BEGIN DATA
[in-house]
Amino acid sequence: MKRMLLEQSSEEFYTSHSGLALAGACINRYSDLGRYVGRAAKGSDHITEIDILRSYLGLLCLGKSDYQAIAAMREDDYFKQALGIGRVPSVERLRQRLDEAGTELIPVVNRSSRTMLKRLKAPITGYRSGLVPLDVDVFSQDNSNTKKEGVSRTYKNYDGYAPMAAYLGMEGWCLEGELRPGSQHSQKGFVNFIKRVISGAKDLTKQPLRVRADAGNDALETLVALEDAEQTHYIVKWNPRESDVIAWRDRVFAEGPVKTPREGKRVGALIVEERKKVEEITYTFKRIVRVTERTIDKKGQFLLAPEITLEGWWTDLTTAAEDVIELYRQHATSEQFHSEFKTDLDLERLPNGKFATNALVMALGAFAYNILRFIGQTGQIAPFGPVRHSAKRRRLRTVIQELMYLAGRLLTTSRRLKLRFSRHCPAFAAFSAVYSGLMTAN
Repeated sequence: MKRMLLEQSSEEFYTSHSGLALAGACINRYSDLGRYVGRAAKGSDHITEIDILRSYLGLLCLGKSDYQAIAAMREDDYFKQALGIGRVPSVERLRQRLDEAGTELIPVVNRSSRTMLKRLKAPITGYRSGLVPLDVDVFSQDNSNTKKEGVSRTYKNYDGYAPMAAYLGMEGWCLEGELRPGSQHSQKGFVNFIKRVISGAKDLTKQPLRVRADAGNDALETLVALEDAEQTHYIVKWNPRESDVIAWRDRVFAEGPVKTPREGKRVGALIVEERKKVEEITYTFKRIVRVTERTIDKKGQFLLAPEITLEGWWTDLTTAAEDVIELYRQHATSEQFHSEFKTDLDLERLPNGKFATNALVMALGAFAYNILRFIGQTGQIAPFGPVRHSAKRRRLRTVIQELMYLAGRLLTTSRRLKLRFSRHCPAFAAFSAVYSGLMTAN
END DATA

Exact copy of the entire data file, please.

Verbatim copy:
[in-house]
Amino acid sequence: MKRMLLEQSSEEFYTSHSGLALAGACINRYSDLGRYVGRAAKGSDHITEIDILRSYLGLLCLGKSDYQAIAAMREDDYFKQALGIGRVPSVERLRQRLDEAGTELIPVVNRSSRTMLKRLKAPITGYRSGLVPLDVDVFSQDNSNTKKEGVSRTYKNYDGYAPMAAYLGMEGWCLEGELRPGSQHSQKGFVNFIKRVISGAKDLTKQPLRVRADAGNDALETLVALEDAEQTHYIVKWNPRESDVIAWRDRVFAEGPVKTPREGKRVGALIVEERKKVEEITYTFKRIVRVTERTIDKKGQFLLAPEITLEGWWTDLTTAAEDVIELYRQHATSEQFHSEFKTDLDLERLPNGKFATNALVMALGAFAYNILRFIGQTGQIAPFGPVRHSAKRRRLRTVIQELMYLAGRLLTTSRRLKLRFSRHCPAFAAFSAVYSGLMTAN
Repeated sequence: MKRMLLEQSSEEFYTSHSGLALAGACINRYSDLGRYVGRAAKGSDHITEIDILRSYLGLLCLGKSDYQAIAAMREDDYFKQALGIGRVPSVERLRQRLDEAGTELIPVVNRSSRTMLKRLKAPITGYRSGLVPLDVDVFSQDNSNTKKEGVSRTYKNYDGYAPMAAYLGMEGWCLEGELRPGSQHSQKGFVNFIKRVISGAKDLTKQPLRVRADAGNDALETLVALEDAEQTHYIVKWNPRESDVIAWRDRVFAEGPVKTPREGKRVGALIVEERKKVEEITYTFKRIVRVTERTIDKKGQFLLAPEITLEGWWTDLTTAAEDVIELYRQHATSEQFHSEFKTDLDLERLPNGKFATNALVMALGAFAYNILRFIGQTGQIAPFGPVRHSAKRRRLRTVIQELMYLAGRLLTTSRRLKLRFSRHCPAFAAFSAVYSGLMTAN